1. Do I have to remember the conversation between my neighbor's cousin, my mom's hairdresser, and myself when I was eight years old?
Unless the dialogue was so memorable that it was seared into your eight year old brain, then no. And you can sill use that exchange. How? You don't have to write what anyone has said word for word. That would get tedious and boring even if you did remember it. You just have to nail the spirit of the dialogue.
For example, in my book, The Bird Market of Paris, I included exchanges between myself and my grandfather, many of which happened when I was a child. I was lucky, because my grandfather was a man who liked to repeat himself, so I heard the same stories and we had the same conversations many times. But was I able to transcribe every word that we ever spoke to each other? No. I was able to boil down those conversations into writing that was truthful as well as interesting.
What's more interesting?:
"Hey, Paul. How's work."
"Work is good, Jim. How's your work?"
"I like it well enough. How's your wife?"
"My wife is well, thank you. We traveled to Atlantic City this past weekend."
"I have been to Atlantic City. Great town. You are very lucky, my friend."
"Hey, Paul. How's work?"
"Don't get me started."
"If I have to clean one more fish tank, I'm going to quit."
"Laya and I hopped over to Atlantic City over the weekend. We finally found a babysitter that could walk and chew gum at the same time."
"I lost my shirt and shoes last time I was in AC. Never again."
The first exchange is stilted and boring. People do sometimes speak this way, but they shouldn't speak this way in your book or story. In the second exchange, there's some notion of drama and voice. They aren't speaking directly to each other, and the second man even changes the subject. This is more the way people actually speak.
If you want to read a story where characters do speak to each other more directly, check out: HILLS LIKE WHITE ELEPHANTS, ERNEST HEMINGWAY. I don't recommend this style unless you can do this as well as Hemingway.
I love all insider memoirs. It doesn't matter whether it's truck-drivers or doctors. I think everybody likes to go backstage, find out what people think and what they talk about and what specialized job they have." ~David Mamet
3. How much dialogue should I use?
If you are writing dialogue, then you are writing in scene. I like to say, as a general rule, that your memoir should be about 75% scene and 25% exposition. When you write in scene, if there's another character there, then make the dialogue happen. Because this is memoir, you will have to rob your memory banks for dialogue. The good news is that formerly forgotten memories will come to you as you write.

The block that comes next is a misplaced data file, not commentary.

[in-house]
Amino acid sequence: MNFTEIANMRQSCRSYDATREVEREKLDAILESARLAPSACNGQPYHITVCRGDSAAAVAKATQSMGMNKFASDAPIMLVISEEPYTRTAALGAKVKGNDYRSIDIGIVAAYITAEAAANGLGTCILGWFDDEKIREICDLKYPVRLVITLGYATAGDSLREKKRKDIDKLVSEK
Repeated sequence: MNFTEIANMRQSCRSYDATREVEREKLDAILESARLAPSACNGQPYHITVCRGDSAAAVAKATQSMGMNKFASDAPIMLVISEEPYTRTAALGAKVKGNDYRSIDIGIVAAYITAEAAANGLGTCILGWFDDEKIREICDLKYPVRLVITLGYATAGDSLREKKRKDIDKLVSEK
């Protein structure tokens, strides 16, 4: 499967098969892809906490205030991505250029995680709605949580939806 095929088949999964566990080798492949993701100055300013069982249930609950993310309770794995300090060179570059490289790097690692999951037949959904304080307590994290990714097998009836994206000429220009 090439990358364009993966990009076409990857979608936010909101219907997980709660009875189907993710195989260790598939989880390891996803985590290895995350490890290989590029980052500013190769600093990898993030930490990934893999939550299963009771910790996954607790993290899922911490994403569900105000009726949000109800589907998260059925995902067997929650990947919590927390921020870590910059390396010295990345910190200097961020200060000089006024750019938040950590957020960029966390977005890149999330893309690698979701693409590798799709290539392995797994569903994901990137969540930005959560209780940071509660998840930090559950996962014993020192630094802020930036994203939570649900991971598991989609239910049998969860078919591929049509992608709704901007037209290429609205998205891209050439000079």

You can experiment with writing a piece using only dialogue, but most writers will not be able to pull this off, if only because an editor won't allow it. But mostly because it will make your memoir a kind of "concept piece," and those are hard to write, read, and sell (though all of the above does happen).
Unless you are famous (and can "get away with" more than the average writer because you're going to sell millions of copies based on your name or position) or you're writing something experimental, always use typical dialogue conventions. This means that you will indent every time a new person is speaking. You will put each of the pieces of dialogue inside of quotes. And punctuation always goes inside the quote.
Don't have your characters make small talk or chit chat unless it's important to the story. For example, chit chat between two neighbors over a fence isn't going to carry the weight of chit chat between someone on death row with one hour to live and his lawyer.
You will get the hang of dialogue when you practice writing it. Just write and write and write, and then cut out the unnecessary, the boring, and the stilted.
Try this exercise: Go to a coffee shop or cafe where people are speaking openly. Without being noticed (and seeming like a creeper), write down everything they say. Do this with a variety of people. A married couple. A dating couple. Friends. Parents and children. Don't offer candy to anyone.